Category Archives: Personal Development

How To Become A Polyglot

This post was inspired by the European Day of Languages


First of all, let me tell you that even though the word polyglot sounds a bit intimidating, it only refers to the people who speak more than one language.

Language Learning FAQ:

Q: Are you an expert linguist or what? Why should I take your advice? You’re 16!

A: I’m not an expert linguist and I don’t pretend to be. I just happen to like languages a lot and to be very fast at picking them up. I just thought I could share a few (lengthy) tips that have helped me learn English, French and now Swahili.

Q: Can’t I just wait until the whole world speaks English?

A: You can, but you don’t know what you’re missing! For example, I’ve been told I have a clear writing style -in all the languages I speak. I was not born with this ability, it comes from learning languages!

Q: How long will it take to be fluent?

A: It depends on the frequency and efficiency of your studies. However, if you are not able to carry a conversation with ease or understand a complex text within half a year, you are not learning the language properly. The time it takes to achieve fluency is greatly reduced by the number of languages you already speak. Also, the standard of fluency varies from country to country. If you’re learning an European language, it’s usually very high.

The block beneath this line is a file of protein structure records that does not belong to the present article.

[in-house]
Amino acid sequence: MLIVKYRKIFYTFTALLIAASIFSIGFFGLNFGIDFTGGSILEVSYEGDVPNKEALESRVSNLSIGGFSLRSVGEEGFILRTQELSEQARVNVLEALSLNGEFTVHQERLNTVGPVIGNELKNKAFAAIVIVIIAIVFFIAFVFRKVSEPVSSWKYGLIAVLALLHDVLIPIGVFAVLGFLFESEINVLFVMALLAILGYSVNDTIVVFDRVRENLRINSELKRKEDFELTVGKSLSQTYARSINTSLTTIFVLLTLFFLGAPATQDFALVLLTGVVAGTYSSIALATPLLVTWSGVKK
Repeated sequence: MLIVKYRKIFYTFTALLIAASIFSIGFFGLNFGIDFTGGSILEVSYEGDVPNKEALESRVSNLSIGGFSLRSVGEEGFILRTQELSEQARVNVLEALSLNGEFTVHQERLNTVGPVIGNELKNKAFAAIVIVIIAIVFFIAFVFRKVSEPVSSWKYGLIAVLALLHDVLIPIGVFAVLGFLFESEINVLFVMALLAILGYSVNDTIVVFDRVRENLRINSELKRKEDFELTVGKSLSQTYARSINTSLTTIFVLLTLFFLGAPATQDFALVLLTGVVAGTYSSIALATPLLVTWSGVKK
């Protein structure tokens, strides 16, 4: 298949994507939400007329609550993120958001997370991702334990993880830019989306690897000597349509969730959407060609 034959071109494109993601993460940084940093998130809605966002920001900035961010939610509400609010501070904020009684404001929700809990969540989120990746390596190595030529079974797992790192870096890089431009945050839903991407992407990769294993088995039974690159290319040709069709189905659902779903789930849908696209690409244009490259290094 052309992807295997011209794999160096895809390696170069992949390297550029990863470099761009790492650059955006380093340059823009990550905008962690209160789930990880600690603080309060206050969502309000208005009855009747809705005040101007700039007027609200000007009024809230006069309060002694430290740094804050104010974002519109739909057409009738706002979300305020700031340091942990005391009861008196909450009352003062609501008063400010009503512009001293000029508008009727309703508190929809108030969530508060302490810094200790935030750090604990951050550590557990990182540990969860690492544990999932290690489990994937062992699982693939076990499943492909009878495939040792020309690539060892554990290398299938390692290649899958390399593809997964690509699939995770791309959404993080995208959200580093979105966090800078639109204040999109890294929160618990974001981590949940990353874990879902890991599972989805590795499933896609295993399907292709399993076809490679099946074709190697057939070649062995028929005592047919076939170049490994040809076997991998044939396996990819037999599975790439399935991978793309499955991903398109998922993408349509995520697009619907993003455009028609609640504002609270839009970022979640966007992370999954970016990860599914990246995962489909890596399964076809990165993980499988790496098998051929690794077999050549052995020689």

Q: Will I look stupid when speaking a foreign language?

A: At first, yes. You’ll express yourself like a 5-year-older (one that doesn’t have a potato in his mouth, if you’re good). Resistance is futile. Prepare to be humiliated. But then it gets better.

Q: Will I mix up the languages?

A: If you’re not very bright, perhaps. Otherwise, it is very easy to keep your head thinking in one language at a time and your mouth behaving accordingly. You will do this voluntarily at first by need, and that’s OK to some extent (“A qué hora quedamos en… la… beach”) but try not to abuse it.


Multilingualism Facts and Figures

  • It is far from strange to be a polyglot: Multilingual speakers outnumber those who can only speak one language in the world.
  • The language with more secondary speakers is French (190 million), followed by English (150 million) and Russian (128 million).
  • The more languages you speak, the easier it is to pick up a new one.
  • Languages all borrow from each other.
  • It is common in Europe and India to speak three languages.
  • It is  uncommon in the US to speak more than one language (17% speak two and many of them are immigrants).

Picking A Language

Not every language is good for every person. If you plan to learn several languages but speak only one now, many recommend Esperanto as your first second language because it’s made to be simple and fast to pick up while containing elements of many languages, providing a good base for further training.

It is easier to learn a language that is closely related to the ones you already speak. However, don’t make the mistake I made with Portuguese: languages that are too similar may bore you to death. Start with the same language family of your first language, but make sure that you are interested in the tongue: don’t base your choice in ease and speed of learning.